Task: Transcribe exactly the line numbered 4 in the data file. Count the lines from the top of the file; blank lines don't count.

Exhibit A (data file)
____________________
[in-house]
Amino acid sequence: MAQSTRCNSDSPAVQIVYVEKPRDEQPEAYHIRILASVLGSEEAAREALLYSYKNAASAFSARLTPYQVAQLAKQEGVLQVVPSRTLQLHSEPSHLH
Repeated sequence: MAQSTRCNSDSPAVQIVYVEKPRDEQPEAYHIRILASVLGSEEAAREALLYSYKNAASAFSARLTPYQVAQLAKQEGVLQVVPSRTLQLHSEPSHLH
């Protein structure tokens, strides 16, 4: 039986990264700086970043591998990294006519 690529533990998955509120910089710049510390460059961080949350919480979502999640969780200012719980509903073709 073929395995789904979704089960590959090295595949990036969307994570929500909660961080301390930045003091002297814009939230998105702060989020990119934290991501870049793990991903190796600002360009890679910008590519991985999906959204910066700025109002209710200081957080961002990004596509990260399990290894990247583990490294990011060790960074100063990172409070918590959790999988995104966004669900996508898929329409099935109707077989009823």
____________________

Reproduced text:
């Protein structure tokens, strides 16, 4: 039986990264700086970043591998990294006519 690529533990998955509120910089710049510390460059961080949350919480979502999640969780200012719980509903073709 073929395995789904979704089960590959090295595949990036969307994570929500909660961080301390930045003091002297814009939230998105702060989020990119934290991501870049793990991903190796600002360009890679910008590519991985999906959204910066700025109002209710200081957080961002990004596509990260399990290894990247583990490294990011060790960074100063990172409070918590959790999988995104966004669900996508898929329409099935109707077989009823």